Terrence Malick

April 7, 2011

Terrence Malick

Quite probably America’s only cinema impressionist poet.

BadlandsRamon Estevez & Sissy Spacek spend their Summer vacation on a killing spree. This ain’t your Frankie & Annette type Summer movie.
Days of Heaven – This is flawed because I never liked Brooke Adams or Richard Gere for the matter (although he’s pretty good in An Officer and a Gentleman and The Hoax). The weird thing is, Malick wanted John Travolta as the lead. Linda Manz was a find, and her accented voice overs really add to the poetry of the film. Néstor Almendros won an Oscar for cinematography (though you could argue that half belongs to Haskell Wexler. Or you could argue that Malick should share the award since he pushed the cinematographers to use existing light over artificial).
The Thin Red Line – Superior to Private Ryan in every way (except the visceral impact). Intellectually and artistically great. Not for everyone. Adrian Brody apparently filmed a much larger part (one of the leads actually), and was dismayed to discover his part reduced to a couple words. He found this out while bringing his family to see the movie. However, if he had done his homework, he’d know this is S.O.P. for a Malick film. Just ask Richard Gere about Days of Heaven. Production is just the collecting of raw materials for Terry. Post production is where he paints. Still, it sucks for the actors who expected more screen time.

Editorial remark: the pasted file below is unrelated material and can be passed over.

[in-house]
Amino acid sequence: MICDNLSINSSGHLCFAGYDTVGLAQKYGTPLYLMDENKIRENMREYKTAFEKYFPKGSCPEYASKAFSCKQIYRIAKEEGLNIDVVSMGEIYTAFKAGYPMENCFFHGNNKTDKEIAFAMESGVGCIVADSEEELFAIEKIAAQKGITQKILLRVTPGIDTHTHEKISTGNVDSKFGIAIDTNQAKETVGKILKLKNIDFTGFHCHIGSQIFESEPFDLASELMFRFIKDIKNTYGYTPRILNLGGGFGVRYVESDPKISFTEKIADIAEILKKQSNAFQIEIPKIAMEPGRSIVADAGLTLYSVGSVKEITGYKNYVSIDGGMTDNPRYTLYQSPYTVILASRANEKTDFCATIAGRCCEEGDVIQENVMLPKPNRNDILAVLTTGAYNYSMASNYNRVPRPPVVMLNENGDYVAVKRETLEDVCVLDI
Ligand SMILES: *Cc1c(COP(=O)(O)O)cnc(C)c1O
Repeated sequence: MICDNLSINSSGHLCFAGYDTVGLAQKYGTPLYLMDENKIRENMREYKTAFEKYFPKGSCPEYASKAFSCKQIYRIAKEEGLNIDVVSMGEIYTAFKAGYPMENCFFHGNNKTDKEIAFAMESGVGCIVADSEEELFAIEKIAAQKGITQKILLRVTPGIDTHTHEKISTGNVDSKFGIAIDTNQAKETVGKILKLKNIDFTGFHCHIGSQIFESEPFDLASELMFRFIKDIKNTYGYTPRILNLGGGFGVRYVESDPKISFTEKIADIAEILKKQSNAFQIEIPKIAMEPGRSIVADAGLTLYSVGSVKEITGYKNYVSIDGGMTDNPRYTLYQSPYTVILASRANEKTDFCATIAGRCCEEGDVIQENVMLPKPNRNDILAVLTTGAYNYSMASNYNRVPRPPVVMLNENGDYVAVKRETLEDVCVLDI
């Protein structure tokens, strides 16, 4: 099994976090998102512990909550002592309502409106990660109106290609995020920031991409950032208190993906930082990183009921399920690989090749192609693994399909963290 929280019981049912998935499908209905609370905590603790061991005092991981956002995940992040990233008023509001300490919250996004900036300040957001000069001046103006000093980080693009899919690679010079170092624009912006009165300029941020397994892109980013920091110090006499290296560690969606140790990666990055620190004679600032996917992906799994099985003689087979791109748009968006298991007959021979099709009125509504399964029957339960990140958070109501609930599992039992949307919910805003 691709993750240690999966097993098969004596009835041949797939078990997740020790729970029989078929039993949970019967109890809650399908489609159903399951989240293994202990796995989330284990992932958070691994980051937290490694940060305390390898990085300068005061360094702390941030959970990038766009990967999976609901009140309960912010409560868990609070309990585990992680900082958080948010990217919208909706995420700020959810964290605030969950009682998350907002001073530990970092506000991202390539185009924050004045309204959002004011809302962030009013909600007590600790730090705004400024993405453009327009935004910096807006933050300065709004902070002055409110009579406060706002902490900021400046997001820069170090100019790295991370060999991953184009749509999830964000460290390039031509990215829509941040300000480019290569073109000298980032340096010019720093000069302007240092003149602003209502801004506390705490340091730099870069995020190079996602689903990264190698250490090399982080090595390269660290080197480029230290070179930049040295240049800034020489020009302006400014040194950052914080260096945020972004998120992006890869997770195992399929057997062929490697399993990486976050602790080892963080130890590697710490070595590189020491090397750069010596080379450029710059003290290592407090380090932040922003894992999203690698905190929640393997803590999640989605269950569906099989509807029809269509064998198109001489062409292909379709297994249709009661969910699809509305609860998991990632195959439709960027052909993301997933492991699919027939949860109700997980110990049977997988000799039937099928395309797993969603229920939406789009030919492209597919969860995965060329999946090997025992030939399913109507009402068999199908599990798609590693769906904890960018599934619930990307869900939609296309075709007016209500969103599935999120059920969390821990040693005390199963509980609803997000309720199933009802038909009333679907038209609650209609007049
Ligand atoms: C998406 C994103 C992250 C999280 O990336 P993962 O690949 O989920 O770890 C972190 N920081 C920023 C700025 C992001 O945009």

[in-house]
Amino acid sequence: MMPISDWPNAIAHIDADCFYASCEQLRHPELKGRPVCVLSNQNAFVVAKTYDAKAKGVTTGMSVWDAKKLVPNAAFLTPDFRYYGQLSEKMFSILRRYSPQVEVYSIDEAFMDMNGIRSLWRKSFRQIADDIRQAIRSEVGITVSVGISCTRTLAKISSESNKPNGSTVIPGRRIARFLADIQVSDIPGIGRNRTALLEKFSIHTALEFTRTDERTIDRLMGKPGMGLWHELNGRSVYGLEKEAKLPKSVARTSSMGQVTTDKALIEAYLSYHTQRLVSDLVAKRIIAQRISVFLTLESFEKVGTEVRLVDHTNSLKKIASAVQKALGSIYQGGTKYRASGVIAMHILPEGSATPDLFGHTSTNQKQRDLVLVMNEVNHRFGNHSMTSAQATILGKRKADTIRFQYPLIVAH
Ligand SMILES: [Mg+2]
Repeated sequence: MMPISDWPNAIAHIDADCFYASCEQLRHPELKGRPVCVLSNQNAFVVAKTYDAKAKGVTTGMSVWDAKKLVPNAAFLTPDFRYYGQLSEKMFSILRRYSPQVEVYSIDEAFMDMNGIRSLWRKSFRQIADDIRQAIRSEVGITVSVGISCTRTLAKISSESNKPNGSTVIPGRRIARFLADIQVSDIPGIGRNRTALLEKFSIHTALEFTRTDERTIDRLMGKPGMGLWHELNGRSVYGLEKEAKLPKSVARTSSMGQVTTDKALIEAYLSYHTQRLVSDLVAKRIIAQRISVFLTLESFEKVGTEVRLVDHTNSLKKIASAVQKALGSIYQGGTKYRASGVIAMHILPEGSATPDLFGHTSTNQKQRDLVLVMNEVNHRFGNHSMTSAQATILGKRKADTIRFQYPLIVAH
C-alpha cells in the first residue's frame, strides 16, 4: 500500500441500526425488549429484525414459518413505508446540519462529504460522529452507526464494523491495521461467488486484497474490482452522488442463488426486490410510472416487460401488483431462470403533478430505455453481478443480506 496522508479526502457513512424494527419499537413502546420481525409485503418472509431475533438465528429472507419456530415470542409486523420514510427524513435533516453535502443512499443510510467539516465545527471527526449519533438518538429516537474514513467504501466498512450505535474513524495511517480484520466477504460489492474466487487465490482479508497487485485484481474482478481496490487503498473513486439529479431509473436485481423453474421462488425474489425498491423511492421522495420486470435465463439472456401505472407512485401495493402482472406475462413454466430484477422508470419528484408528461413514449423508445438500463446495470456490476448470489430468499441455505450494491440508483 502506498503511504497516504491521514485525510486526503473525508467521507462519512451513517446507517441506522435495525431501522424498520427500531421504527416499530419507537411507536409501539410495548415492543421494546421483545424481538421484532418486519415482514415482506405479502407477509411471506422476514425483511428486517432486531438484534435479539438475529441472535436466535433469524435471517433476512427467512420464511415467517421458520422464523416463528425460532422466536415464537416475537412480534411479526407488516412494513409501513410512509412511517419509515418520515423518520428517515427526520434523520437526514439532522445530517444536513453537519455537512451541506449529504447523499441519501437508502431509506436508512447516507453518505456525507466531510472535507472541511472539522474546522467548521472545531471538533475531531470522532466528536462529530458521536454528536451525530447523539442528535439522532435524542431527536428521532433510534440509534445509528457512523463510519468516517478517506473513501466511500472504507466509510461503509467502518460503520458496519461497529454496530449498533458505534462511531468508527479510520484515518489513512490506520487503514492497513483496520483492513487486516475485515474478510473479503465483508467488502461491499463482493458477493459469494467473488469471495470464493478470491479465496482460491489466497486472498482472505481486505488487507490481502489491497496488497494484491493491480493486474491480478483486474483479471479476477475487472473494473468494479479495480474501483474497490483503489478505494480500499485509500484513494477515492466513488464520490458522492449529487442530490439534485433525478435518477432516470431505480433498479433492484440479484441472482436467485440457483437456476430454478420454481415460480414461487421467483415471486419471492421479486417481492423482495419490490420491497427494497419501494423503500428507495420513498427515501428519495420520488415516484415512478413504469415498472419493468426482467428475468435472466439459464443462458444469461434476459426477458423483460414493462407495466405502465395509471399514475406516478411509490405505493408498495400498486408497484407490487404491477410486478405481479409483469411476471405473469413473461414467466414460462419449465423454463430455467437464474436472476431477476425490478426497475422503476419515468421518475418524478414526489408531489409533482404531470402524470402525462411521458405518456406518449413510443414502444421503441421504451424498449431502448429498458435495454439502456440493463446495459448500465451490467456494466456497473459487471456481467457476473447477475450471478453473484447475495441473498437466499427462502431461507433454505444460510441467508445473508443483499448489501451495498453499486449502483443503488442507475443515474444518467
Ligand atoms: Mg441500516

The New World – I’m gonna say this is Terry’s most experimental film to date. It has overlapping voice over and lots of non-linear editing. A lot of the time I can’t understand what people are saying. I don’t know if that’s because of the mix or the accents. It’s slightly redundant, and I’d like to see Malick do something else besides a treatise on man and nature. We’ll see. But it’s still beautiful to watch.
The Tree of Life – This won Terry the Palm d’Or at the 2011 Cannes Film Festival (he won Best Director at the 1979 festival for Days of Heaven). This has divided people (cineastes and mouth breathers), into people who hate it and people who love it (or those who are confused by it). I really liked it. In fact, I saw it twice in under a week. There are certainly some redundancies in Terry’s last 3 films, but for me, I was swept up in the artistry. Image and sound worked together and gave me the cinema poetry I crave from a Malick film. Read my review for more.

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